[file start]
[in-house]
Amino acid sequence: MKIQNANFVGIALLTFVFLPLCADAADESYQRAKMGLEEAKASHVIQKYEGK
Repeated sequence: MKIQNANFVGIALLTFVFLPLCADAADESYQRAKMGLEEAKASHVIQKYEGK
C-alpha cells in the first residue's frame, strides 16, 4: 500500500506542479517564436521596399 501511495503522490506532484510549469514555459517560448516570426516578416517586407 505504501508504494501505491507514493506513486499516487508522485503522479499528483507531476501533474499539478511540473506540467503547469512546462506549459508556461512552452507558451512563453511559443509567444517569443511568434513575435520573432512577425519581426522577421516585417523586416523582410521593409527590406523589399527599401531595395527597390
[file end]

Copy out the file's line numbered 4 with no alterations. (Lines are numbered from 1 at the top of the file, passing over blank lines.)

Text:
C-alpha cells in the first residue's frame, strides 16, 4: 500500500506542479517564436521596399 501511495503522490506532484510549469514555459517560448516570426516578416517586407 505504501508504494501505491507514493506513486499516487508522485503522479499528483507531476501533474499539478511540473506540467503547469512546462506549459508556461512552452507558451512563453511559443509567444517569443511568434513575435520573432512577425519581426522577421516585417523586416523582410521593409527590406523589399527599401531595395527597390